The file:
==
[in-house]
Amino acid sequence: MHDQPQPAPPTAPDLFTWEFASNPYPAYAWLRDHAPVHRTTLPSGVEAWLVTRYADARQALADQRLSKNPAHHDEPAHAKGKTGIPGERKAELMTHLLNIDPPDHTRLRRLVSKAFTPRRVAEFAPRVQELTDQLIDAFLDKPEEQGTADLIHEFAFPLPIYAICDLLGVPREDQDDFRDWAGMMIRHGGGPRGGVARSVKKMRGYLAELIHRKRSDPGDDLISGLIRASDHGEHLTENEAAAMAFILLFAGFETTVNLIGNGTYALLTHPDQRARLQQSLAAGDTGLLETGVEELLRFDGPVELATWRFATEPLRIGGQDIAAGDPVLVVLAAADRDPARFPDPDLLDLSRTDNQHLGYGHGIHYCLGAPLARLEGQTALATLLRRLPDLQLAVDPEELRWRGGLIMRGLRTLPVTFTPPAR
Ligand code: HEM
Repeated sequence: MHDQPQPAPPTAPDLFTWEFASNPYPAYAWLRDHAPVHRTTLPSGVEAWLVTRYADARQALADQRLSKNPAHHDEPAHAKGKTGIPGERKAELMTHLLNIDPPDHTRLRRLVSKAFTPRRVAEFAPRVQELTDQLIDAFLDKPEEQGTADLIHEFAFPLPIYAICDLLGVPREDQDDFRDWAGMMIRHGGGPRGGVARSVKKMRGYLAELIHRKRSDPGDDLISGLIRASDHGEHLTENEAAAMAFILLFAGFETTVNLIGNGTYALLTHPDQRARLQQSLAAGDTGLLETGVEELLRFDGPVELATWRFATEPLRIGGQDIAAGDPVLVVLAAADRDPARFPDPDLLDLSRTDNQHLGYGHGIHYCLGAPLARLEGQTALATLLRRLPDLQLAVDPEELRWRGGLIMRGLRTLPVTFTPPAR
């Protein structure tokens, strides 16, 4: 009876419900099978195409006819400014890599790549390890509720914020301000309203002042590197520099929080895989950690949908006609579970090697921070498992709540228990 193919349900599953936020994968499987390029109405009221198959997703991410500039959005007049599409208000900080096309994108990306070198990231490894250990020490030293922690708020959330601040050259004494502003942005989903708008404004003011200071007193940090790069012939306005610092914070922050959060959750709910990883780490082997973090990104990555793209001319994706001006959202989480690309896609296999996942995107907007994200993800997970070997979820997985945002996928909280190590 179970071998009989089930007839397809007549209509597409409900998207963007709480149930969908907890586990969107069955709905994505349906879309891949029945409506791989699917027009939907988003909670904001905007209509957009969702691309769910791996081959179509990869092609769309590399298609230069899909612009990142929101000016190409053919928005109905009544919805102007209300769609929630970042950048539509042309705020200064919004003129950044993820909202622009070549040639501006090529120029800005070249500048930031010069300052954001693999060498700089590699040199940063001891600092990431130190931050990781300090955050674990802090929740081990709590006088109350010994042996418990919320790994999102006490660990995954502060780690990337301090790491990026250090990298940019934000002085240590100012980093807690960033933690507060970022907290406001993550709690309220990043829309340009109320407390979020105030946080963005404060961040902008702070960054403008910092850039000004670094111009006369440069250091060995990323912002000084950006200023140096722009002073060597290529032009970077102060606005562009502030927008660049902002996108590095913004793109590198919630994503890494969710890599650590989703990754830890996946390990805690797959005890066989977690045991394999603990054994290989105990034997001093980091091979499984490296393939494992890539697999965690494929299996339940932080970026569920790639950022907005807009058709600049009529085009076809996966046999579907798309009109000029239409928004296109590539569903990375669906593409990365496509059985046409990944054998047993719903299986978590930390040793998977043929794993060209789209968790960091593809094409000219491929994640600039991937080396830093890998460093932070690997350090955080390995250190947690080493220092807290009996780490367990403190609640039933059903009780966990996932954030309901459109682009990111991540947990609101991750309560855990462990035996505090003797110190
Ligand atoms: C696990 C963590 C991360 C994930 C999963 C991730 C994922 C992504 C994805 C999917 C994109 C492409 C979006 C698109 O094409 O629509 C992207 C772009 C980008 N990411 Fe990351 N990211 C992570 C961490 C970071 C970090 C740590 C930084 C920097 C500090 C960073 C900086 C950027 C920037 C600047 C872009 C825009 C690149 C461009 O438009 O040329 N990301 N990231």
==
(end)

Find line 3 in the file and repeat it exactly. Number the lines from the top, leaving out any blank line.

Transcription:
Ligand code: HEM